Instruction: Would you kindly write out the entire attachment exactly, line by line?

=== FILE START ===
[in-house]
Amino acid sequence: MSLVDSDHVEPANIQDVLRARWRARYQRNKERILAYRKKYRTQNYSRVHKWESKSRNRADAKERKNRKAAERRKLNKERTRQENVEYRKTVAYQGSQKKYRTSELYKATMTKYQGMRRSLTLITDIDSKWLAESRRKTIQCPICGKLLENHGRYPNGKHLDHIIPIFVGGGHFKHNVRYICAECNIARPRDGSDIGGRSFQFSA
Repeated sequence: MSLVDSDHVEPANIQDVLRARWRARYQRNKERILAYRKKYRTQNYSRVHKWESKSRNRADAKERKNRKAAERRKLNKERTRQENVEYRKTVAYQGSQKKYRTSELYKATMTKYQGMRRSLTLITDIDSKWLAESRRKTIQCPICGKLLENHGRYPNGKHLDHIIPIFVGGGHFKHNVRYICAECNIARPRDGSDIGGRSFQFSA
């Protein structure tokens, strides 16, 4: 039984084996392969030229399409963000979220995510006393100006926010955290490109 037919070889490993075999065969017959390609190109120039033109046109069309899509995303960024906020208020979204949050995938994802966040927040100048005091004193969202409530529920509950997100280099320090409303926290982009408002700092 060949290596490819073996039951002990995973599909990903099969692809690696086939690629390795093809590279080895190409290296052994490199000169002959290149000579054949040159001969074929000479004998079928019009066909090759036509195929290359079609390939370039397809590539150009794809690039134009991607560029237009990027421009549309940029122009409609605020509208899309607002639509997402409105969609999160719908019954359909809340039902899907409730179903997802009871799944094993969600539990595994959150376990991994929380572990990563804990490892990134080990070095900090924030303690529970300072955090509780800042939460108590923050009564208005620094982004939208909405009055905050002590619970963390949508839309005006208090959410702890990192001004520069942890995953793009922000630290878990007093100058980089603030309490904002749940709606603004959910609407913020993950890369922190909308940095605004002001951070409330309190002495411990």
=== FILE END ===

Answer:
[in-house]
Amino acid sequence: MSLVDSDHVEPANIQDVLRARWRARYQRNKERILAYRKKYRTQNYSRVHKWESKSRNRADAKERKNRKAAERRKLNKERTRQENVEYRKTVAYQGSQKKYRTSELYKATMTKYQGMRRSLTLITDIDSKWLAESRRKTIQCPICGKLLENHGRYPNGKHLDHIIPIFVGGGHFKHNVRYICAECNIARPRDGSDIGGRSFQFSA
Repeated sequence: MSLVDSDHVEPANIQDVLRARWRARYQRNKERILAYRKKYRTQNYSRVHKWESKSRNRADAKERKNRKAAERRKLNKERTRQENVEYRKTVAYQGSQKKYRTSELYKATMTKYQGMRRSLTLITDIDSKWLAESRRKTIQCPICGKLLENHGRYPNGKHLDHIIPIFVGGGHFKHNVRYICAECNIARPRDGSDIGGRSFQFSA
């Protein structure tokens, strides 16, 4: 039984084996392969030229399409963000979220995510006393100006926010955290490109 037919070889490993075999065969017959390609190109120039033109046109069309899509995303960024906020208020979204949050995938994802966040927040100048005091004193969202409530529920509950997100280099320090409303926290982009408002700092 060949290596490819073996039951002990995973599909990903099969692809690696086939690629390795093809590279080895190409290296052994490199000169002959290149000579054949040159001969074929000479004998079928019009066909090759036509195929290359079609390939370039397809590539150009794809690039134009991607560029237009990027421009549309940029122009409609605020509208899309607002639509997402409105969609999160719908019954359909809340039902899907409730179903997802009871799944094993969600539990595994959150376990991994929380572990990563804990490892990134080990070095900090924030303690529970300072955090509780800042939460108590923050009564208005620094982004939208909405009055905050002590619970963390949508839309005006208090959410702890990192001004520069942890995953793009922000630290878990007093100058980089603030309490904002749940709606603004959910609407913020993950890369922190909308940095605004002001951070409330309190002495411990």